In our former life, Flip and I spent seven years renovating an old house ourselves. He replaced wood flooring, rehung the crooked front door, plastered giant holes in the walls that had been concealed with ugly paneling which we removed, rewired the electricity and installed new copper plumbing, tiled the bathrooms, made structural improvements, replaced the chimney, painted everything inside and out and did extensive landscaping. The only thing we had done by professionals was a new roof which required removal of three former roofs, one on top of another. We turned an ungainly, plain house into a beautiful one with lovely grounds and sold it to move to California, where we live in an apartment.

We still have several huge toolboxes, but Flip is no longer able to hang a picture or replace a light fixture after changing a bulb. He has difficulty dressing himself although he usually refuses my help, and coat hangers bewilder him. He naps frequently, which his doctor says is because it takes so much effort to do anything when one has Alzheimer's. He is still unfailingly kind and generous, and the sweetest man I have ever known.

We belong to a support group for people with dementia and their caregivers run by the Alzheimer's Association. They divide us into two groups which meet in adjoining rooms and we are both fond of the people we see there. But sometimes we don't go because everything seems so futile. I am sure that passengers on the Titanic who had someone's hand to hold derived a measure of comfort from it, but the ship still went down.

I try to keep him entertained or at least engaged by planning small excursions, even if just buying a latte in a different neighborhood. I am now our only driver but we also do a lot of walking. San Francisco is a wonderful city to explore on foot because there is always something new to see, which is good because we are not able to travel the world as we have both always wanted to do. Alzheimer's has made our life much smaller. I try to see the lessons in that, and the opportunities for spiritual growth. Sometimes I feel angry, but anger in a vacuum is really a waste of energy which I badly need for our survival.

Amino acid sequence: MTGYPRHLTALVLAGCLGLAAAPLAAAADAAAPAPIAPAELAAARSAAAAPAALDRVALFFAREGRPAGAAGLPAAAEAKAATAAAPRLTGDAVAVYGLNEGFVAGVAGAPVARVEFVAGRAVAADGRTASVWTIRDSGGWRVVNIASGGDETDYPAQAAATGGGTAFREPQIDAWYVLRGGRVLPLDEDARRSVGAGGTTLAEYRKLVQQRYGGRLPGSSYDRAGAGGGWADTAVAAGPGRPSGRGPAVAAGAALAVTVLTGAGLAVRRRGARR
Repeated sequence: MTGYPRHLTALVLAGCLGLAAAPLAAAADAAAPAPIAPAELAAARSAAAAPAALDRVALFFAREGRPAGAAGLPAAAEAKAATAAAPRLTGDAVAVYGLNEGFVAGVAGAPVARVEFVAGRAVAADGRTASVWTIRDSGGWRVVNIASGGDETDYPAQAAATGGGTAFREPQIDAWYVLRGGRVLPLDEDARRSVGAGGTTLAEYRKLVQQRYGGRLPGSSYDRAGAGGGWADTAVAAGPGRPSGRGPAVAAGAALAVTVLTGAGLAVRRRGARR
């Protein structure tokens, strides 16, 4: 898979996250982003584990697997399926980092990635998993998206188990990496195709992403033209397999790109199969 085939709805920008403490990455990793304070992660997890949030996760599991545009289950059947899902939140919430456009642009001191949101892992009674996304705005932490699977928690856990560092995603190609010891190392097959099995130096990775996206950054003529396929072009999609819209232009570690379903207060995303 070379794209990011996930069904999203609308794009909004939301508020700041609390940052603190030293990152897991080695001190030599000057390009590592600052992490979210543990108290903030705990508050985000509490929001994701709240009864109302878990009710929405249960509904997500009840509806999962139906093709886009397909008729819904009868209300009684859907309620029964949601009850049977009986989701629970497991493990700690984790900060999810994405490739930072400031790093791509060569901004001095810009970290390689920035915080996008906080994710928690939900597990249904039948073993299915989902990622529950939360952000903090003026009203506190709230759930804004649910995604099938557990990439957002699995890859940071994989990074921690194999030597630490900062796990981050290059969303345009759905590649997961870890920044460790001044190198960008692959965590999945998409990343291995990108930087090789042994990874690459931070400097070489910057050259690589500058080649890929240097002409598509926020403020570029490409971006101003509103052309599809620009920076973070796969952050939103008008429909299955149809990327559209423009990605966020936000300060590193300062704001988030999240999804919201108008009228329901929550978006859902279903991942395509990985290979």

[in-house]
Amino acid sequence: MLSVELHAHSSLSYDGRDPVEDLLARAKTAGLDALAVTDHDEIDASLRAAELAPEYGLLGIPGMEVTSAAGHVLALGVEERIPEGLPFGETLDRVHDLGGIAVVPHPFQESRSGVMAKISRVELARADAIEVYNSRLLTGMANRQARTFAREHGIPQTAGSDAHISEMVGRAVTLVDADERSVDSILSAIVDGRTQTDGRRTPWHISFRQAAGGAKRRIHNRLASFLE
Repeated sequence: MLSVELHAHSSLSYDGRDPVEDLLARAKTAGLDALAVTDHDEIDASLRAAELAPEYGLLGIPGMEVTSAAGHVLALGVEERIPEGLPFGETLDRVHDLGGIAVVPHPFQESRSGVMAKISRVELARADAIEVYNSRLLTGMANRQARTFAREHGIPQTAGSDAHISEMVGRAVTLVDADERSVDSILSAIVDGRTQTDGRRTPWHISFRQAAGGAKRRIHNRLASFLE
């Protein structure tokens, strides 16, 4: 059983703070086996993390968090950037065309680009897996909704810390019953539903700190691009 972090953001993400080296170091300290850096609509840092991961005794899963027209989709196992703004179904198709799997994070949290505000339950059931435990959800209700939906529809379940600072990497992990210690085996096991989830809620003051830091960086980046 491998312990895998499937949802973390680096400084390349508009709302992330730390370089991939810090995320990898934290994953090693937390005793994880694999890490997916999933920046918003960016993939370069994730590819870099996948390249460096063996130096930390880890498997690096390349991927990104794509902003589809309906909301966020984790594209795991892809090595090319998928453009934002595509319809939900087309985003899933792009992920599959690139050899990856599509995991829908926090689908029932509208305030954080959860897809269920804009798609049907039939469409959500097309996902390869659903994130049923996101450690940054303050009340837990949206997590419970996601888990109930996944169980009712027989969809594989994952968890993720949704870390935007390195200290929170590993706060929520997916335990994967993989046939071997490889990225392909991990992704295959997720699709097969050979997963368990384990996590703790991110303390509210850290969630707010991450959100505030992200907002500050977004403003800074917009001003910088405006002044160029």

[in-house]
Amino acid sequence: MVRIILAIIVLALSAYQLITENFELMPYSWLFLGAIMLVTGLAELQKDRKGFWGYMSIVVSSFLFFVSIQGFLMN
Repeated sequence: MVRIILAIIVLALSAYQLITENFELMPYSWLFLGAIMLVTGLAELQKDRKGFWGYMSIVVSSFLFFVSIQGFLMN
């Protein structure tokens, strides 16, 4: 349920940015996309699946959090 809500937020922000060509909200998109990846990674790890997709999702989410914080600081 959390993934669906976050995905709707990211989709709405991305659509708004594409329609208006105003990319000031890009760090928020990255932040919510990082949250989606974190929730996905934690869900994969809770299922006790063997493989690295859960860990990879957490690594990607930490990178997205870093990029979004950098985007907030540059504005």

I worry about what will happen to Flip if I die first. This is a real possibility as I am older than he, but on the other hand, women tend to live longer and I am healthy. Alzheimer's has leveled the playing field so that it is anybody's guess which of us will go first. We have no plan in place for the future because I allow myself this small shred of denial.

This devastating disease is becoming epidemic as the Baby Boomers age. Those who study it say that they are seeing more and more cases of the early-onset variety. Flip is among the earliest as he was diagnosed at age 50, but in retrospect had problems for several years before. Alzheimer's is an equal-opportunity disease. It seemingly strikes people at random like an evil lottery. At present there is no way to determine who will get it, or why. Lifestyle seems to have little effect, nor is there any other reliable predictor. We know that smoking is more likely to cause lung cancer than not smoking, but there is no comparable preventive behavior associated with Alzheimer's. You are either lucky or unlucky. It does not operate by half-measures and takes no prisoners.

This is a most isolating disease. My family of origin, although wonderful, is only sporadically in my life while Flip's siblings and friends, even the ones who were supposed to be forever, have drifted away. It's disappointing but I don't blame them. They are dealing with their own concerns, and I think that when people don't know what to say they try to avoid the awkwardness by saying nothing. But it's lonely with only the three of us: Flip, me, and Lewis. Especially Lewis, who has become the most powerful presence in our lives.